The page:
It’s pretty obvious that if you’re in sales that the object of your work is to sell something. But what gets you sales? The money questions do. These are the questions that you ask when you sell that actually lead to a sale. These questions demonstrate that you have a viable prospect who can buy from you now. Here’s how to ask the money questions.
Don’t waste time talking to people who can’t make a buying decision.
One of the big time wasters in selling is to make multiple sales calls only to learn that the person you are meeting with isn’t the ultimate decision maker. That person might be an important influencer, but still you are relying on someone else to do your selling. That’s not the most effective way to sell.
You should be meeting with the people who can say yes to buying from you. The question to ask early in your sales process—as in the first sales call—is “Who along with you will make the decision to buy?” You might hear that the person you’re meeting with is the sole decision maker. You might also learn the true situation, which is that others are involved. The only way to get this very important information is to assume that others are in fact involved.
You won’t get an accurate answer when you ask the question differently, by just asking if the person you’re speaking with is the decision maker. Why? No male will ever acknowledge that he’s not the decision maker.
Get agreement on what needs to happen for them to buy.
The next obstacle you face once you’re talking with the decision maker, is to do what you promise to do and later learn that it’s not enough for the buyer to buy. Get agreement on what you will do and that once you deliver, your customer will buy from you. Here’s what this step looks like.
Let’s assume there is a product test. You can say, “Mr. Customer if we deliver the test and get results of X and Y, is that sufficient for you to begin buying from me?” If there isn’t a product test, you would state the conditions you believe must be met and follow with, “If we get X, Y and Z, is that sufficient for you to begin buying from me?” This question avoids making the mistake of assuming that your prospect will buy when he won’t. You both benefit because the requirements are clearly stated so both you and your prospect know what needs to happen before buying can start. Your question also sets up the expectation that your prospect will in fact buy.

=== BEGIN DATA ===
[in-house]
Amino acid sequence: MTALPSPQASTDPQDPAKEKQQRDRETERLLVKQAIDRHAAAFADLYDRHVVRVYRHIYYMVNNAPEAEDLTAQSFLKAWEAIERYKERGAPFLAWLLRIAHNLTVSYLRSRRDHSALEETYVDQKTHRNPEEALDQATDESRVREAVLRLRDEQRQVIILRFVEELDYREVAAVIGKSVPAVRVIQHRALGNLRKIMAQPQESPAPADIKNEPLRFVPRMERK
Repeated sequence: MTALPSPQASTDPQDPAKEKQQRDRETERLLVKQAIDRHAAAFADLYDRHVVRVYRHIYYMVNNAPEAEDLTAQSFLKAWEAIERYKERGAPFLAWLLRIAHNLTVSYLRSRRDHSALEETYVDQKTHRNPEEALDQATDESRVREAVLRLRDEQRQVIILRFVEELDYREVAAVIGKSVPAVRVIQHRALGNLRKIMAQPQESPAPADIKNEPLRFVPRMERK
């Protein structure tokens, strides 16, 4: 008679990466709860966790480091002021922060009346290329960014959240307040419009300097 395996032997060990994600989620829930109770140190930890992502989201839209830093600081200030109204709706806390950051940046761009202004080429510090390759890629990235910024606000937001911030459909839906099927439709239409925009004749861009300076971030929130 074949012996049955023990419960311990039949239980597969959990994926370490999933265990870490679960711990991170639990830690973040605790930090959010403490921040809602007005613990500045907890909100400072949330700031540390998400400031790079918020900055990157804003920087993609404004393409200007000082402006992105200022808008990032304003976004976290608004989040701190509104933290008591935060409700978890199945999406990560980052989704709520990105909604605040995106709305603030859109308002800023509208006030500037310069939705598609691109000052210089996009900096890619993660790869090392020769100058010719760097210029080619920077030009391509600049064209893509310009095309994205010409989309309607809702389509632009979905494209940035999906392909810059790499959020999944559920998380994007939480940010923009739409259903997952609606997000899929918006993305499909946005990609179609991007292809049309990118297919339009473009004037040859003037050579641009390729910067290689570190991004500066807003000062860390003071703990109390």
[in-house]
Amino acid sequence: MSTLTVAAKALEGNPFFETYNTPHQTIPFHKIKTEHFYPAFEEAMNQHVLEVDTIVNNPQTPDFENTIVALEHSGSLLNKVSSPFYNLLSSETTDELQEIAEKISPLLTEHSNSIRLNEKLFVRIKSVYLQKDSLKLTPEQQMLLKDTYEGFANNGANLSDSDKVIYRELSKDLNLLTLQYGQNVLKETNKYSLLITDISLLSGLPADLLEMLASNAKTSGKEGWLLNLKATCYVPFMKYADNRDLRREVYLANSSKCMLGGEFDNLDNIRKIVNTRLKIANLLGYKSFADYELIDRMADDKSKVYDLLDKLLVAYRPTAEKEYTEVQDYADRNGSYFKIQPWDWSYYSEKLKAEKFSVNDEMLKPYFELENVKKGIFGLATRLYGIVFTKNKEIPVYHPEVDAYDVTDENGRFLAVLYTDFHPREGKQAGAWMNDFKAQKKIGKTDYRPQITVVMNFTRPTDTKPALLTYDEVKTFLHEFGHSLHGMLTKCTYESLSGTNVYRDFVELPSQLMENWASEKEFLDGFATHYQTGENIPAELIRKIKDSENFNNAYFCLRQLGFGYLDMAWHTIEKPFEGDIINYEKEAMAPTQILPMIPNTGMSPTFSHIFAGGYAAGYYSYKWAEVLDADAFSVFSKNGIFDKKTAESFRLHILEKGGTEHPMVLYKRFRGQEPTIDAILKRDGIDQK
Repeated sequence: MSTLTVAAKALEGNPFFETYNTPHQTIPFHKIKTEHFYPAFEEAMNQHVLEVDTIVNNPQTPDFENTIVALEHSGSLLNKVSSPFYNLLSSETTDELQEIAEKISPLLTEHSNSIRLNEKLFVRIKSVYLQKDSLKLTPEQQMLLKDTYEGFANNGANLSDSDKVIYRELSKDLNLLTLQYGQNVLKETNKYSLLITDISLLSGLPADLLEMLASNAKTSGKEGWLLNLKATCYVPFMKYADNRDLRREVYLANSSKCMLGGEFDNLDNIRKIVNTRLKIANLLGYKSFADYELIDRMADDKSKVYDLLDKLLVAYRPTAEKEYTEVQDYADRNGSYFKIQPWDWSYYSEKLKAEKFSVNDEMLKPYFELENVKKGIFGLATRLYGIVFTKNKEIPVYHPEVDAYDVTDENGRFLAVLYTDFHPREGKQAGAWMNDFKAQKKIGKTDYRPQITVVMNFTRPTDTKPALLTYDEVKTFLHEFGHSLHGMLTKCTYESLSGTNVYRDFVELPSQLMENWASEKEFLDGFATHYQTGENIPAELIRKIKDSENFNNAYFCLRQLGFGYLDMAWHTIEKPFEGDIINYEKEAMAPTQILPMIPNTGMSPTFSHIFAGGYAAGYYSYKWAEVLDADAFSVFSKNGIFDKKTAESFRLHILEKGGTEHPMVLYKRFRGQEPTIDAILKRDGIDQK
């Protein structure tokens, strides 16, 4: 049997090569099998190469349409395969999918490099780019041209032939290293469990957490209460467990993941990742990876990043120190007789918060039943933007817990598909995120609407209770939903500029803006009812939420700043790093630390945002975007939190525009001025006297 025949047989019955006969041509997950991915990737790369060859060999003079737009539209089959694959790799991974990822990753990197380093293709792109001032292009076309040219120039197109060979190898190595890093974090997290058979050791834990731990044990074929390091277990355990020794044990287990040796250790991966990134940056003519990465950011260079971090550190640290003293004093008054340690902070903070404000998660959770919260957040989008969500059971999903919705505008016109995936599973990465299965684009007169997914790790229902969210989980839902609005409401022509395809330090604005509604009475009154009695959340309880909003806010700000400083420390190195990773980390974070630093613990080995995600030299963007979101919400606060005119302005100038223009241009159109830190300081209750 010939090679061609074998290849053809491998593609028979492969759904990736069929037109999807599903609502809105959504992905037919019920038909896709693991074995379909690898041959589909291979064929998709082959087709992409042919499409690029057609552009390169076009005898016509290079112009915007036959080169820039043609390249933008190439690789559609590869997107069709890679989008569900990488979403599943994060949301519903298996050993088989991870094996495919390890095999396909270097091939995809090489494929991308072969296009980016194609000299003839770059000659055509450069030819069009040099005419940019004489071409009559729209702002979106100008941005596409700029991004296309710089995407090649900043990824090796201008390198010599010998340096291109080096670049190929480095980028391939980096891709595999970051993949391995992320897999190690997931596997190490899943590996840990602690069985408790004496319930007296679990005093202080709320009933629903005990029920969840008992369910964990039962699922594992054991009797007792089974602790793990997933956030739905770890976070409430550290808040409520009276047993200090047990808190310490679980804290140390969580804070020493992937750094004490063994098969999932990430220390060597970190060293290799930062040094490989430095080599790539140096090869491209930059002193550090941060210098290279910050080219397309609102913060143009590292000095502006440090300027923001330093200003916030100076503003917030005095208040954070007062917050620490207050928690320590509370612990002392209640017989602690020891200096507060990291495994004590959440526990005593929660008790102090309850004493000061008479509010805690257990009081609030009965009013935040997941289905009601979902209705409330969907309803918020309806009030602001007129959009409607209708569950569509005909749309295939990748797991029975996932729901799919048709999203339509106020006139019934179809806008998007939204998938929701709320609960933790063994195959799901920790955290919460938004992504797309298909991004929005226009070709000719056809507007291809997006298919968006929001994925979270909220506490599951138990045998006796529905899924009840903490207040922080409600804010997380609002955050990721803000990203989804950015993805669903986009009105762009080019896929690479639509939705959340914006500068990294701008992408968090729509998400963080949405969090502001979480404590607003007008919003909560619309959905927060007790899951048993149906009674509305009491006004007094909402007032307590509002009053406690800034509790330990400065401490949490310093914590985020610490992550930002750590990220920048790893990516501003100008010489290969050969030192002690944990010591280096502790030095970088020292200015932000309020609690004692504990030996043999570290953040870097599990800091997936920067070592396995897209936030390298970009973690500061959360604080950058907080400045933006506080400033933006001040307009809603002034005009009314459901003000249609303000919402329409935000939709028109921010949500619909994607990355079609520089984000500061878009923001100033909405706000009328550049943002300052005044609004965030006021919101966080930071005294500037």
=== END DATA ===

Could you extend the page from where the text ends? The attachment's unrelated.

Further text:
This question also uncovers if you’ve got competition to address. Know that you have more questions to ask about your competition if your prospect hesitates or avoids answering the question.
What’s the problem worth?
I’ve never made a sale when I didn’t quantify the prospect’s problem. What’s your success rate when you try to sell without quantifying the cost of the prospect’s current situation and problem? It’s probably a low success rate. Why? When a prospect learns the true cost of a problem it is almost impossible to avoid it when the dollar amount is significant. Lost customers, downtime, employee turnover, lost revenue, waste, rework, and other costs that decrease customer profitability are valuable tools to focus a prospect on doing something about reducing the costs. That’s where buying from you comes into the picture. Buying your products or services are what can help reduce costs.
Your questions to ask would be, “What happens when (problem occurs)? How does that impact your people, department or profits? How much time are we talking about? What is the time worth? Does it impact other areas? At what cost?” All these questions quantify the problem. The answers quantify the problem in dollars which is the universal language of business.
Strategic selling is asking the questions that guide a customer to buy. Asking the money questions get your customers buying sooner. Are you asking your customers the money questions?